Heating elements of water heater with scum and sedimentYou should start by cutting off the water supply to the tank, draining it, and removing the drain valve. Next, use a wire coat hanger to scrape off the debris located at the bottom of your heater. Open the cold water supply valve to flush the sediment from the water out of the water heater.

Keep repeating the process until you can’t remove any more debris. Then, start refilling the water heater and checking for leaks. The process will also flush all of the air out of the system, so you can turn the water heater back on.

Method 4

You’ll need:

  • 2 gallons of white vinegar
  • 3 hoses
  • 3 buckets

I want to start by saying that this is by far one of the most thorough methods — but it’s also the most powerful one. Now, as with previous methods, start by disconnecting the power supply and turning off the water heater. Additionally, close both the hot and cold water valves and the hot water purge port. Remove the cap of the purge port valve and open the drain caps while ensuring that the rubber washer sealing is still in the cap.

Once you’ve drained the water from the tank, close both drain valves and attach one hose to the hot outlet port so the water can seep into a bucket or a drain. Attach one more hose from the pump’s inlet to a different bucket, and a third one from the cold water port to the pump.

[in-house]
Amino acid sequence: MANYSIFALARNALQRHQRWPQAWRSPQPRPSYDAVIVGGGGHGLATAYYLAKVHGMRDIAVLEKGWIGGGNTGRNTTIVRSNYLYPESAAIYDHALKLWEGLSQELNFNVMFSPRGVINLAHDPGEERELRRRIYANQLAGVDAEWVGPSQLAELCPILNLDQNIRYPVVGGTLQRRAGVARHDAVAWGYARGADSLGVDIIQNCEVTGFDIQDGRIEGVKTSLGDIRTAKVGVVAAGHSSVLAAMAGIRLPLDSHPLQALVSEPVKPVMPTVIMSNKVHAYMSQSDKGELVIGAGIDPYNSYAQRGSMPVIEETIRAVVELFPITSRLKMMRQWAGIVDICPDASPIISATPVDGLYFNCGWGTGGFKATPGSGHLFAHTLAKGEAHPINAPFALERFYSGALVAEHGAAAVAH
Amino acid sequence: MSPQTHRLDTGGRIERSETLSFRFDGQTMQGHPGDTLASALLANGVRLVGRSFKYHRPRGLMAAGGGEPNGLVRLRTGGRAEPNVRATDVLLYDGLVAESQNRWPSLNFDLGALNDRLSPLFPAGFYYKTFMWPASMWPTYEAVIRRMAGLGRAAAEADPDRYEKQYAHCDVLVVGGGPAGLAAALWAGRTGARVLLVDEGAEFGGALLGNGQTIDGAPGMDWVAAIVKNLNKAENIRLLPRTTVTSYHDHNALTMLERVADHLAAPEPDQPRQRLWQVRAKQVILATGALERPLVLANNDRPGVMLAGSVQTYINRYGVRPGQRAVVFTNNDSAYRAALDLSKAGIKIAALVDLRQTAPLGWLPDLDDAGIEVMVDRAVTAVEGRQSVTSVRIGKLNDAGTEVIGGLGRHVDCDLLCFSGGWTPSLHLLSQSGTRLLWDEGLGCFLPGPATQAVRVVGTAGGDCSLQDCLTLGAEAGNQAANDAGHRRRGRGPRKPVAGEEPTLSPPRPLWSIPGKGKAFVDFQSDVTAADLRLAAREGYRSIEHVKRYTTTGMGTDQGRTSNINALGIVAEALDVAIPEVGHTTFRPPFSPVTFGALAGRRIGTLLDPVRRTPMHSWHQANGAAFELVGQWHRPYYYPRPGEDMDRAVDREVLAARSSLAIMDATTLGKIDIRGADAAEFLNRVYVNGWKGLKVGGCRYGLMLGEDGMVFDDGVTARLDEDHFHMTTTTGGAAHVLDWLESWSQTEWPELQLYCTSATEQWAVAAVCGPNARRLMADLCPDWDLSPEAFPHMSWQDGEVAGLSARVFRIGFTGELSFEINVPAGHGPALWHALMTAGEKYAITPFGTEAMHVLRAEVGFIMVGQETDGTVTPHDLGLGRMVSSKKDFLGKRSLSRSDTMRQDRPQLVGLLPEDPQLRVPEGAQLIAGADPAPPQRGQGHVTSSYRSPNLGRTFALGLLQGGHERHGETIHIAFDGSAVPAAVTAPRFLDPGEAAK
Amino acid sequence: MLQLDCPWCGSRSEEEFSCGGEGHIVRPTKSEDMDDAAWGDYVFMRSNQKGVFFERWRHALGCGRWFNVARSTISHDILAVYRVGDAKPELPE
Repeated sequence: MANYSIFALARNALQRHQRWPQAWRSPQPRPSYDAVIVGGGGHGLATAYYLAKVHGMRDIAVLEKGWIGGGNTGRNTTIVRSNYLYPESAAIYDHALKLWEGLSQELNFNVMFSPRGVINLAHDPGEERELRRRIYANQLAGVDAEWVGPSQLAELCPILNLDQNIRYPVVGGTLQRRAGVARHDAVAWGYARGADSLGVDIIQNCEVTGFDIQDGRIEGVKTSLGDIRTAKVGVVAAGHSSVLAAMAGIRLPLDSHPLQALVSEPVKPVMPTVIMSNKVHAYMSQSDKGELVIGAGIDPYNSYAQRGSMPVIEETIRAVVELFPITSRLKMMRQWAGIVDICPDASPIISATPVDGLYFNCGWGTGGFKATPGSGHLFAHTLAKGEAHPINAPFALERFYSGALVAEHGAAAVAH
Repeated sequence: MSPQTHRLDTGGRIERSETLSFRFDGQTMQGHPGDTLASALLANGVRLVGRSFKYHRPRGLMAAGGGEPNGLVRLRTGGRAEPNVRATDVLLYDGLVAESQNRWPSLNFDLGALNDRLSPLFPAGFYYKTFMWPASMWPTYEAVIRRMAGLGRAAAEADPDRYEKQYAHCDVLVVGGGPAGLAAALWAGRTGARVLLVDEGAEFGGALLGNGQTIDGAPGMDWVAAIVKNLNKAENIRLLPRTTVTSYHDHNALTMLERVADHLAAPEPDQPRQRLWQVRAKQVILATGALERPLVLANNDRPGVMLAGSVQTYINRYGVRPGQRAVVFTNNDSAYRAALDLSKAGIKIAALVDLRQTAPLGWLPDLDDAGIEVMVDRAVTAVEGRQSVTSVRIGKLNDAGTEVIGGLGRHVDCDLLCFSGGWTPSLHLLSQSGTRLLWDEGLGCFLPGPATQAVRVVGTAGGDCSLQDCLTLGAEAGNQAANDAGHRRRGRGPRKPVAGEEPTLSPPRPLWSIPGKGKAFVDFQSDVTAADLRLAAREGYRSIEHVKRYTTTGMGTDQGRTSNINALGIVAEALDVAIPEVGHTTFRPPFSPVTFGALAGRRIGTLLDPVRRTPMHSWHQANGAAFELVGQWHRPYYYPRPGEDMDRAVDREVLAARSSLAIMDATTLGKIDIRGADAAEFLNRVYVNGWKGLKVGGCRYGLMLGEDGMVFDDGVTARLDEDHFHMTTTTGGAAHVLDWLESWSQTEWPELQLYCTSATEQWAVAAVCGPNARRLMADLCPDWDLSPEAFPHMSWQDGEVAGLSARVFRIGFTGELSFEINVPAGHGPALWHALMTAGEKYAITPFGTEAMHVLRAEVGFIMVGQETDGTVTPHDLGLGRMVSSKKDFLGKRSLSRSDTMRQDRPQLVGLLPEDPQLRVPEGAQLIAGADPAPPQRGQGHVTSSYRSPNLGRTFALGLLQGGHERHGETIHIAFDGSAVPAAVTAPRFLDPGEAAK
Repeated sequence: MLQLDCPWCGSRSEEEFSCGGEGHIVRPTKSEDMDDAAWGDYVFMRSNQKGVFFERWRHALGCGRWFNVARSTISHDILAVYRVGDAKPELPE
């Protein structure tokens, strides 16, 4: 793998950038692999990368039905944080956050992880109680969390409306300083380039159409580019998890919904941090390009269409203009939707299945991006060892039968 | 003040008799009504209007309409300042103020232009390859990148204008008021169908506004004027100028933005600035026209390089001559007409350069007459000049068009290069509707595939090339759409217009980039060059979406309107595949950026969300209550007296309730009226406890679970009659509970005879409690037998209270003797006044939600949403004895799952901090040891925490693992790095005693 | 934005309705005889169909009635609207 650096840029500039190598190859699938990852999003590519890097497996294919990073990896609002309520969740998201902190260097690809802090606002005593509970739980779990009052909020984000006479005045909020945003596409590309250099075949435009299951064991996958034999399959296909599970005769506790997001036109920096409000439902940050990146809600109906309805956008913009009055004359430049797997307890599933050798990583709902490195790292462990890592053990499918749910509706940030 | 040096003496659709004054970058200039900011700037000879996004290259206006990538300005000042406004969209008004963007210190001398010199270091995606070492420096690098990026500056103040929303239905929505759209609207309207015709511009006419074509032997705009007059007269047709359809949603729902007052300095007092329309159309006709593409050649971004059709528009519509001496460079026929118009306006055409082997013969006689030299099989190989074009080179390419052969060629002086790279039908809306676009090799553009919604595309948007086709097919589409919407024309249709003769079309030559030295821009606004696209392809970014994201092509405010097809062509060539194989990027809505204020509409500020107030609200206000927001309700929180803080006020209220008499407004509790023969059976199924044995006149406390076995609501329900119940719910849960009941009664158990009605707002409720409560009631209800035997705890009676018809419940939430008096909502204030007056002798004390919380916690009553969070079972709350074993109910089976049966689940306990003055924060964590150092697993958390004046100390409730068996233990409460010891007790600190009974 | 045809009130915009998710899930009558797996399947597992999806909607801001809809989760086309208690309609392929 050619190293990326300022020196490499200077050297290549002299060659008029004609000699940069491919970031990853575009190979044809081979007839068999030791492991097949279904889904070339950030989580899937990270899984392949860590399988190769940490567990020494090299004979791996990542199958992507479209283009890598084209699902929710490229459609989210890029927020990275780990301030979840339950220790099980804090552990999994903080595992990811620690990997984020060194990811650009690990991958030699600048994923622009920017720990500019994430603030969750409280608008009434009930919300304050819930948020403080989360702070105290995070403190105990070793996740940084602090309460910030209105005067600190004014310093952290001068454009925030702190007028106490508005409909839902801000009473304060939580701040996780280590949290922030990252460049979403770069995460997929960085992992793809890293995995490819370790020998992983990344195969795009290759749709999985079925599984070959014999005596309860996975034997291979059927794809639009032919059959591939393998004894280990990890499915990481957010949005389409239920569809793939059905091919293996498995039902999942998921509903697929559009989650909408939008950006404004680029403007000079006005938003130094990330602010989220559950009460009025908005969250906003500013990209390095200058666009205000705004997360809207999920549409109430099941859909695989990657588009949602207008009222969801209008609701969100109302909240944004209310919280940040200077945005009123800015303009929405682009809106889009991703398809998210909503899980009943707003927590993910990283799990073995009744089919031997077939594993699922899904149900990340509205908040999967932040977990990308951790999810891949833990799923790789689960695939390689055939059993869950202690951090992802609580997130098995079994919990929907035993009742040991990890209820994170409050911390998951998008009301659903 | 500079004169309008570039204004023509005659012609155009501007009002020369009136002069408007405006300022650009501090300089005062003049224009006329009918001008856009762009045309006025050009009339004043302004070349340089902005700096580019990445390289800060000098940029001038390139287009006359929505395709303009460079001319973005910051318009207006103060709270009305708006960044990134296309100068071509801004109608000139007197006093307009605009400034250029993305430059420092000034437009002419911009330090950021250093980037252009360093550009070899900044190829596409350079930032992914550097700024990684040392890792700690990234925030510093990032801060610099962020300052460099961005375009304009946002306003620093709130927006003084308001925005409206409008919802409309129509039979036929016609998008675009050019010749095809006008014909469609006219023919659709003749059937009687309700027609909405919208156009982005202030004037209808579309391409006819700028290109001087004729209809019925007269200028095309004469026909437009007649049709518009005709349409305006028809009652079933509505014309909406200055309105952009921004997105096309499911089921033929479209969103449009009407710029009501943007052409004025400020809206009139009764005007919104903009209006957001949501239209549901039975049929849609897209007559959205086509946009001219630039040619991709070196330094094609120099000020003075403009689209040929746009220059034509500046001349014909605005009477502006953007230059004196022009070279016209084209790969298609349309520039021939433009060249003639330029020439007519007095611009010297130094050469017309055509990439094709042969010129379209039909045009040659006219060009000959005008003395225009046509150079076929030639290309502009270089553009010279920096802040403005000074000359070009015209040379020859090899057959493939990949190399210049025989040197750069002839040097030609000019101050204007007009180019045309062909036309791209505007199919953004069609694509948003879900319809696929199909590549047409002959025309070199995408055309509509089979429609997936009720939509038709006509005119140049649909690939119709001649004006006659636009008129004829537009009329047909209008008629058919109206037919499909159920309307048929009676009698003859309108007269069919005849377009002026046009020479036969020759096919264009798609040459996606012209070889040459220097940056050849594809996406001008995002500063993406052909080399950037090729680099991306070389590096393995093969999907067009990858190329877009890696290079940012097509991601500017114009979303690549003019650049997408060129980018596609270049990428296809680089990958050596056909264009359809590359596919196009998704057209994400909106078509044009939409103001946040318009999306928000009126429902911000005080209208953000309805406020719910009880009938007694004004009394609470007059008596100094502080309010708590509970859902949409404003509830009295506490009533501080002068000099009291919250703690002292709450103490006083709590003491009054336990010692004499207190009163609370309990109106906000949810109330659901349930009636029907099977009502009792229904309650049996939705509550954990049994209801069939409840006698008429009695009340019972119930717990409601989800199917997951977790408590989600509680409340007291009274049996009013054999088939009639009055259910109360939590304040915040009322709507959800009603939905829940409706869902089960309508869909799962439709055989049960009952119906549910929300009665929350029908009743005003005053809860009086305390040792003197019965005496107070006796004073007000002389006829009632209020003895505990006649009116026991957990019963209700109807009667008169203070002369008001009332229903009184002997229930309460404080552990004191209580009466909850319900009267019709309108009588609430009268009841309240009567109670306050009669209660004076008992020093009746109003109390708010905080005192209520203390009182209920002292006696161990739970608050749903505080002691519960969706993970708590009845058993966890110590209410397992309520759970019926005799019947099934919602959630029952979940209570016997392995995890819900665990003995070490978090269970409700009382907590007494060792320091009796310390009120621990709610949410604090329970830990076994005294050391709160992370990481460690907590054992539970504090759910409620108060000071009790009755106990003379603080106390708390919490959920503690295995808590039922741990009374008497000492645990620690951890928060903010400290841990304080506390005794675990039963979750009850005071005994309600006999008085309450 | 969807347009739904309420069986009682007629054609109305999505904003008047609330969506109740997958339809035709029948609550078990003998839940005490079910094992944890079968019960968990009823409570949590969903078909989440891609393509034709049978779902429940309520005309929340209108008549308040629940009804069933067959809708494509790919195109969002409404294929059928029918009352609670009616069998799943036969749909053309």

Once you’ve made sure everything is properly connected, pour the white vinegar into the bucket attached to the pump. Turn the valve on to start spreading vinegar through the water heater and back to the hot water port. The sediment should be drained into a bucket, and you can repeat the process until the vinegar appears clean.

To remove the vinegar from your heater’s system, you can fill the bucket with 2 gallons of water and repeat the process. A good rule of thumb is to keep doing this until you have run at least 5 buckets of clean water through the system. Finally, you can remove all three hoses, close the ports, and turn the water valves back on. Once everything’s back to where it was, you can turn the water heater back on and fill the tank.

Method 5

Last but not least, perhaps the most efficient way to get rid of sediment long term — installing a water softener. Although it’s on the pricier side, the device can help you cut down the number of times you need to flush your water heater drastically. However, you’ll still need to flush the system out occasionally to improve the water quality in your home.


Final Thoughts

How often you need to clean the sediment out of your electric water heater depends on the quality of your water. However, although some do it more often out of necessity, everyone should clean their tanks at least twice a year. The process doesn’t take a lot of time and can save you a lot of money in maintenance fees.

You can use any of the methods I have listed in the article, depending on how severe the problem is. I would recommend the first three if you don’t have a lot of time or money, and the latter two if you want to ensure your heater stays cleaner for longer.